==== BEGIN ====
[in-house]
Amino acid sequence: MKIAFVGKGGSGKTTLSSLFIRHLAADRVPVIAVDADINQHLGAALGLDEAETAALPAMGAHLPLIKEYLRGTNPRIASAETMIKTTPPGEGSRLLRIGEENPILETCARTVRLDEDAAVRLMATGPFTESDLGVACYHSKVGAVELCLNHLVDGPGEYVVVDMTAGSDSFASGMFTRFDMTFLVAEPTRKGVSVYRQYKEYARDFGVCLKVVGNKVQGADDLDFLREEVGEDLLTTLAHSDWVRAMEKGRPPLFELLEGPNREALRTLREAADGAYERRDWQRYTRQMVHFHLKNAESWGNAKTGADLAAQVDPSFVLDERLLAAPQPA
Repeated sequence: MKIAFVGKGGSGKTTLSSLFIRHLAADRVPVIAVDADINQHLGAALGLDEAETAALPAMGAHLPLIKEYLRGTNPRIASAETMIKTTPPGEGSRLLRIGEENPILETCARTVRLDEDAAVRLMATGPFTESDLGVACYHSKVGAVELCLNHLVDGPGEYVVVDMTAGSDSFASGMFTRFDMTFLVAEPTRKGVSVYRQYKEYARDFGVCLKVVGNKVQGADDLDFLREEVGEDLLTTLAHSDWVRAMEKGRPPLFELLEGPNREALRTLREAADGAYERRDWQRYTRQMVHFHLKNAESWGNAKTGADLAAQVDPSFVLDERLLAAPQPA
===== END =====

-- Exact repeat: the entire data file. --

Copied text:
[in-house]
Amino acid sequence: MKIAFVGKGGSGKTTLSSLFIRHLAADRVPVIAVDADINQHLGAALGLDEAETAALPAMGAHLPLIKEYLRGTNPRIASAETMIKTTPPGEGSRLLRIGEENPILETCARTVRLDEDAAVRLMATGPFTESDLGVACYHSKVGAVELCLNHLVDGPGEYVVVDMTAGSDSFASGMFTRFDMTFLVAEPTRKGVSVYRQYKEYARDFGVCLKVVGNKVQGADDLDFLREEVGEDLLTTLAHSDWVRAMEKGRPPLFELLEGPNREALRTLREAADGAYERRDWQRYTRQMVHFHLKNAESWGNAKTGADLAAQVDPSFVLDERLLAAPQPA
Repeated sequence: MKIAFVGKGGSGKTTLSSLFIRHLAADRVPVIAVDADINQHLGAALGLDEAETAALPAMGAHLPLIKEYLRGTNPRIASAETMIKTTPPGEGSRLLRIGEENPILETCARTVRLDEDAAVRLMATGPFTESDLGVACYHSKVGAVELCLNHLVDGPGEYVVVDMTAGSDSFASGMFTRFDMTFLVAEPTRKGVSVYRQYKEYARDFGVCLKVVGNKVQGADDLDFLREEVGEDLLTTLAHSDWVRAMEKGRPPLFELLEGPNREALRTLREAADGAYERRDWQRYTRQMVHFHLKNAESWGNAKTGADLAAQVDPSFVLDERLLAAPQPA